FBI has known about white supremacist ties to cops for decades, but has done nothing
The connection between law enforcement and white supremacy has never been clearer. At least 18 of the 100 people arrested in the Capitol Hill riots were former police officers, firefighters and military members, according to the Wall Street Journal.
The FBI has known about the links between law enforcement and white supremacists for decades yet have not implemented a plan or policy to weed out the bad law enforcement officers.
The FBI wrote an intelligence assessment in 2006 that examined the “white supremacist infiltration of law enforcement from perspectives of both strategic infiltration by organized groups and self-initiated infiltration by law enforcement personnel sympathetic to white supremacist causes.”
Former FBI agent Michael German wrote in an article for the Guardian that there have been more than a dozen states since 2000 where law enforcement has been tied to militant activities and hundreds of police officers have been caught posting racist social media content. Yet, little action has been taken as law enforcement has not prioritized these crimes.
When white nationalists commit deadly attacks like the El Paso shooting, these crimes fit the statutory definition of domestic terrorism. Terrorism remains the FBI’s top priority. It ranks hate crimes fifth and organized crime sixth, however. So, when FBI agents or federal prosecutors initially label far-right violence as hate crimes, or gang crimes, they de-prioritize these cases, limiting the available resources and narrowing the scope of the investigations.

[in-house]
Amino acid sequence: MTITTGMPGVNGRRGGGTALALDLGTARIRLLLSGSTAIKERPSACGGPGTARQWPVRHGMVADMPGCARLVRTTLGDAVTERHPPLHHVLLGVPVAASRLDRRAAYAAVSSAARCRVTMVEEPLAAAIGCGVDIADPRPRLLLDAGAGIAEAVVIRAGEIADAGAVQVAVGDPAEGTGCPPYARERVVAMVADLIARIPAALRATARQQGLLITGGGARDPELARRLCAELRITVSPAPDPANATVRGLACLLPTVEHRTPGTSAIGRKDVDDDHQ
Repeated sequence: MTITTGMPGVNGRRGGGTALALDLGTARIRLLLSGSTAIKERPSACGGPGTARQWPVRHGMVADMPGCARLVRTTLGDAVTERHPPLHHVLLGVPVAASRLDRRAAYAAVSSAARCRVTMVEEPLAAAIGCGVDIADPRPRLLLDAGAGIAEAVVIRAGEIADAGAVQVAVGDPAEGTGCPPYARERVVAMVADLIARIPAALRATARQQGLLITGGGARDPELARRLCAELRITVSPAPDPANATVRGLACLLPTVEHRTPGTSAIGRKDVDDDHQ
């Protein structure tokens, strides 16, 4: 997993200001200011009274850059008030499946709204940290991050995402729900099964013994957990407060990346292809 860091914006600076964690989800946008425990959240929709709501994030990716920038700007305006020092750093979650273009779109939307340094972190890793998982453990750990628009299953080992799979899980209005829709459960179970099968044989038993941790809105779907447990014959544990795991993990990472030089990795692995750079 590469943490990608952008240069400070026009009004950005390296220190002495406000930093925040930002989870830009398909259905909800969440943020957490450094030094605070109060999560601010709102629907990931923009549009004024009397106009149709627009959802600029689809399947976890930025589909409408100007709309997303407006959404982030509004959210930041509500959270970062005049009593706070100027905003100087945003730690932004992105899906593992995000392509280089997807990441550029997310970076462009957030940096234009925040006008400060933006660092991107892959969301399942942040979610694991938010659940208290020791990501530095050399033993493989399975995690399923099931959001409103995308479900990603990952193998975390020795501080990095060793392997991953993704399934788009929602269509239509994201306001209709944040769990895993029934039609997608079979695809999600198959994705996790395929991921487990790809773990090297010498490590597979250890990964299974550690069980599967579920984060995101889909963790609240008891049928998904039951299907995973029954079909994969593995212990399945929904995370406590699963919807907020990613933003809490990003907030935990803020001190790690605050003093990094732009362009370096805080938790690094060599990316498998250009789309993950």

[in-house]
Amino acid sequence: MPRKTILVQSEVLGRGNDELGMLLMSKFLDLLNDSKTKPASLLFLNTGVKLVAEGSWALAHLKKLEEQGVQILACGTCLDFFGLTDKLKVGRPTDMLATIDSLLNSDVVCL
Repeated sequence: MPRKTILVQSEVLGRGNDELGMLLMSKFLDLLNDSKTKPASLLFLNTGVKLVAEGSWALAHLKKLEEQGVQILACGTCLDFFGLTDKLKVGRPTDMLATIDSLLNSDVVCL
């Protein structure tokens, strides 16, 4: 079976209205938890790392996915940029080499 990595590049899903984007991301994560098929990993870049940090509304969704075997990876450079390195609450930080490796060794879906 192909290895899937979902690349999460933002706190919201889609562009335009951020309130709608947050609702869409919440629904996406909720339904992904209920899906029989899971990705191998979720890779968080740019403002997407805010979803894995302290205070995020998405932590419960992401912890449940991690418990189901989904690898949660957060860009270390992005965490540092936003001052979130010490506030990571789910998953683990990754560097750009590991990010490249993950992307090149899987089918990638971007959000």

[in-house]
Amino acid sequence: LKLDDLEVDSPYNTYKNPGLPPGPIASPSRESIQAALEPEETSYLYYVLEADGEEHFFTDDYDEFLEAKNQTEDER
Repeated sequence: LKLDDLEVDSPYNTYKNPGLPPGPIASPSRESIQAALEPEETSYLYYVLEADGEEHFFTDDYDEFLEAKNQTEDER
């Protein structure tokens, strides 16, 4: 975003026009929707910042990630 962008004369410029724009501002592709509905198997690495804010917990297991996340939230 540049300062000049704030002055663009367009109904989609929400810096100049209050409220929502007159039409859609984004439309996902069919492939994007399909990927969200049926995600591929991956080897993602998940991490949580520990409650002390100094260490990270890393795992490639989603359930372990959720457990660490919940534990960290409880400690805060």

Worse, as a matter of policy, the justice department defers the vast majority of hate crimes to state and local police and prosecutors, who are often ill-equipped or uninterested in pursuing these cases. Justice department crime victim surveys estimate there are approximately 230,000 violent hate crimes annually, yet federal prosecutors charge only about 25 hate crimes defendants each year. State and local law enforcement, however, are not picking up the slack. Only about 12% of state and local law enforcement agencies report hate crimes occurring in their jurisdictions, and in some states, reported hate crimes are rarely prosecuted as such.
Hate crimes also get underreported because victims are afraid of law enforcement officers and don't want to have to deal with them.
Despite German working undercover in the 1990s to help address the problem in law enforcement, German said in an interview with Mother Jones that not enough data has been collected and the extent of the problem is still widely unknown.
Unfortunately we don’t have a sense of the scope of the problem because no entity has made it their mission to identify the scope. But the FBI regularly warns its agents who are investigating white supremacists and far-right militants that the subjects of those investigations will often have active links to law enforcement, and that they need to alter their methodology to protect the integrity of their investigations.